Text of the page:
This weekend we turn our clocks back 1 hour in most of North America as we switch from Daylight Savings to Standard Time.
As part of this semi-annual routine we are reminded ever where that this is when we should check the air filters in our furnaces and we should especially check the batteries in our battery operated smoke detectors and carbon monoxide detectors, check your fire extinguisher, and so on. If our smoke and carbon monoxide detectors are hard wired, we should test them using their test buttons to ensure they are working.
Local and / or regional fire and building codes in most areas of North America require at least one smoke and CO detector on each floor homes as well as the basement. Some codes require more than one per floor of homes.
What if you do not have one on each floor? What if you want more?
Well, why not take this weekend’s reminder about checking smoke and CO detectors to go out, purchase and install some in your home?????
I mentioned several days ago that I received a free combination Smoke and CO battery operated detector from First Alert at the same time that I received two of its Tundra Fire Extinguishing Spray containers.
I wanted for a while to place one of these inside the basement bedroom which our youngest daughter uses when she is not away at college.
Installing these is pretty easy. While the last part of the installation, I’ll start by showing you where the batteries go inside this smoke and carbon monoxide detector in the picture below:
Now, the package contains a very detailed set of instructions on where to install, where not to install, and how to install.
Per the instructions you want to avoid installing these electronic devices in ‘dead air spaces’ where smoke would be the last area to reach. So, per the instructions you want to install these either in the center of a room’s ceiling or if on a wall (which is what I did) where the top edge is between 4 and 12 inches from the ceiling.
As well, these should not be installed in direct sunlight, less than 12 inches from fluorescent lights, in areas of extreme humidity like bathrooms or laundry rooms or near a dishwasher.
For this smoke and CO detector, I wanted it placed, as mentioned, in that basement bedroom near the door.
So, after removing the combination smoke and CO detector from its base (by simply turning the base counter clockwise), I measured and drilled two holes in the wall near the door of the basement bedroom using the unit’s base as my template.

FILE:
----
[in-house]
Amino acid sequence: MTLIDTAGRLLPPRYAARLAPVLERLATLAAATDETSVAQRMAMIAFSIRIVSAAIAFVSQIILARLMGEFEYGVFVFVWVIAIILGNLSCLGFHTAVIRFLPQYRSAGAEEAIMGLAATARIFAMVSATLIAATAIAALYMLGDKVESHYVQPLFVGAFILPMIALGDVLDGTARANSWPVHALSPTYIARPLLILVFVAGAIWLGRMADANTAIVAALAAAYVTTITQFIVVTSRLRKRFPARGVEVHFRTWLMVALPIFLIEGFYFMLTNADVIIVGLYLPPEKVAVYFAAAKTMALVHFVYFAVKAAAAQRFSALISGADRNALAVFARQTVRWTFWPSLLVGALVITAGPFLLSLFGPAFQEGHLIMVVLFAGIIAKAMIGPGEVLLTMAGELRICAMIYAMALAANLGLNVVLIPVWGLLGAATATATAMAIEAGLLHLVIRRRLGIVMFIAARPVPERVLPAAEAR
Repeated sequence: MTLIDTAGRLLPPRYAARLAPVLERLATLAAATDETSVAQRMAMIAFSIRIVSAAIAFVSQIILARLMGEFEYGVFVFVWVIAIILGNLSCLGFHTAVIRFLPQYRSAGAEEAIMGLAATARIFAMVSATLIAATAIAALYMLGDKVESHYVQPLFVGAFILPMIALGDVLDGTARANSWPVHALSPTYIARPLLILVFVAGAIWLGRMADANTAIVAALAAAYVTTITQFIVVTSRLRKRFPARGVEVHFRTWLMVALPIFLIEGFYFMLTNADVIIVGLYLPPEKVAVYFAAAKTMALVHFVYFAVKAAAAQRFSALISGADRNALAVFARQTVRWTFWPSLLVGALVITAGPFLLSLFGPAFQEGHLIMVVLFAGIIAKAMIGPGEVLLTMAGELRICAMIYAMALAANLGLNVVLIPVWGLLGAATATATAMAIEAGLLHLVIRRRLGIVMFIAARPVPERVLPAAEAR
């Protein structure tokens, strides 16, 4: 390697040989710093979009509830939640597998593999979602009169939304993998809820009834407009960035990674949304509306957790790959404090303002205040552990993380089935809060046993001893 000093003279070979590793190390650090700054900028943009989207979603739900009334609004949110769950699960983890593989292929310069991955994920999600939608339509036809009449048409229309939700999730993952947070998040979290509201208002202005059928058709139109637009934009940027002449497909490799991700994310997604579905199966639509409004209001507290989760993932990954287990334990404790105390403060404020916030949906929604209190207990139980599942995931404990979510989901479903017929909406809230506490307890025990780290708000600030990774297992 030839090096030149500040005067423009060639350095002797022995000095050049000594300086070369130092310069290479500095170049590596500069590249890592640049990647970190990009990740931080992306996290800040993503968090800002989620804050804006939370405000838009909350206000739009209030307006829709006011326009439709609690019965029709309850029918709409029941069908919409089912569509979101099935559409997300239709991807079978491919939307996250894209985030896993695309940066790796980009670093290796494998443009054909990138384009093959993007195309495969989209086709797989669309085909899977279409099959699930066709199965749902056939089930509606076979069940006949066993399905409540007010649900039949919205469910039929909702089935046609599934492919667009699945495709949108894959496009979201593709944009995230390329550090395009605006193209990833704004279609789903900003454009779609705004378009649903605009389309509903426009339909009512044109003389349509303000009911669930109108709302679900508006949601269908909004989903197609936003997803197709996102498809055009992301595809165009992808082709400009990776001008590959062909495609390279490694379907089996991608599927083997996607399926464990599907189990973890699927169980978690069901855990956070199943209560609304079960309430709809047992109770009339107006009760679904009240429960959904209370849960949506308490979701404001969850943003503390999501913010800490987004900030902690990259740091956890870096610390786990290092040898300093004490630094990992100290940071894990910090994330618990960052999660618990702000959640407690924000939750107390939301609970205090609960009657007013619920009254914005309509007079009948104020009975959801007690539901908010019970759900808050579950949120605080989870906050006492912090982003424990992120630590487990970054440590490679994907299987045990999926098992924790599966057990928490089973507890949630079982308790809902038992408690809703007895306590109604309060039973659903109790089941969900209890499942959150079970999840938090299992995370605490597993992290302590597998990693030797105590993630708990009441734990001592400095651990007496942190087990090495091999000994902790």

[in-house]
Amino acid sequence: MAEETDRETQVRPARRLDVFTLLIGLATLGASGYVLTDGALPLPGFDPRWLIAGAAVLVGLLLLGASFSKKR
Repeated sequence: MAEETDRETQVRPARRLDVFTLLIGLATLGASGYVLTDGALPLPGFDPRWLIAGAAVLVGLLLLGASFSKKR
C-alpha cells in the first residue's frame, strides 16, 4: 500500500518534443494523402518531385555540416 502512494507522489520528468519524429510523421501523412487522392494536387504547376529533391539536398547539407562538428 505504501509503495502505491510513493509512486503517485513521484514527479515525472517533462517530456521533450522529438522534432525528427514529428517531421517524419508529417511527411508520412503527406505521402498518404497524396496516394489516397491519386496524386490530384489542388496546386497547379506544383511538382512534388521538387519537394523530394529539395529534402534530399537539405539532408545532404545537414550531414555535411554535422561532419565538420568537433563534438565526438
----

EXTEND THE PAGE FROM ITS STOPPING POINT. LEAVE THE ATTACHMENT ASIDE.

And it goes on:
Now, I’ve mentioned before how a pet peeve of mine is when towel racks are installed with both ends in drywall, i.e. without one end directly anchored into a vertical wall stud.
Same thing with anything pretty much that will be hung on a wall; yes, even a smoke detector.
So, notice in the picture below how the hole drilled closest to the door frame is shown by my stud finder to have been drilled into a vertical stud to provide sufficient strength if for some reason you have need to twist the smoke/CO detection unit off of its base in the future…..such as if it failed your twice a year test.
And, yes, before I drilled the holes I used that same stud finder to ensure one of the holes I was about to drill would be into a stud.
Next was to insert the provided red drywall anchor into the hole on the left.
Once done, I simply inserted a screw into each of the drywall anchor and into the other hole on the right (and thus into the wooden stud in behind). Then I placed the smoke/CO detector’s base onto the exposed metal screws and finished inserting them into the wall to hold the base secure.
This was finished by placing the First Alert smoke/CO detector onto the base and turning clockwise.
Above you can see the placement of our newly installed combination smoke and carbon monoxide detector in the basement bedroom. Notice that the top of the unit is about 7 inches from the ceiling which is between the 4 and 12 inches guideline in the package’s installation instructions.
So, this weekend change your furnace’s air filter if it needs it, test/replace the batteries in your battery operated smoke and carbon monoxide detectors and test your hard wired detectors. Also consider if you could use another couple of these safety devices in your home and if so, don’t put it off until later. Do it now.
You can find here more tips on how to make your house safe and secured for your loved ones.
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